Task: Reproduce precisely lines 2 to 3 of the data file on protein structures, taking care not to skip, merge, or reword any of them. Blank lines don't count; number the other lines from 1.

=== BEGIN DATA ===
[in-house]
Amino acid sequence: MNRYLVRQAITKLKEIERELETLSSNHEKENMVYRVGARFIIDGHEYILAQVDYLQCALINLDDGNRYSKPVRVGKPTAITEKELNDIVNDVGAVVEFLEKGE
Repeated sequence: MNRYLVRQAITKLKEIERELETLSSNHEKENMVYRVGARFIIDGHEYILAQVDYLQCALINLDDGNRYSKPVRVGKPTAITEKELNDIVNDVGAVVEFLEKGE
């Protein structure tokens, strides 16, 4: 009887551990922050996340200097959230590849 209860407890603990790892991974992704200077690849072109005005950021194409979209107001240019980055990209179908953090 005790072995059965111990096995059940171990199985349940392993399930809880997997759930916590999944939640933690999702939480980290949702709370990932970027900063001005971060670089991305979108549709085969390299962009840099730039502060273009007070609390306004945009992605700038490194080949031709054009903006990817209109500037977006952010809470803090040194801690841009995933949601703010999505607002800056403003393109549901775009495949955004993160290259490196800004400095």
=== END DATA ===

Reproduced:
Amino acid sequence: MNRYLVRQAITKLKEIERELETLSSNHEKENMVYRVGARFIIDGHEYILAQVDYLQCALINLDDGNRYSKPVRVGKPTAITEKELNDIVNDVGAVVEFLEKGE
Repeated sequence: MNRYLVRQAITKLKEIERELETLSSNHEKENMVYRVGARFIIDGHEYILAQVDYLQCALINLDDGNRYSKPVRVGKPTAITEKELNDIVNDVGAVVEFLEKGE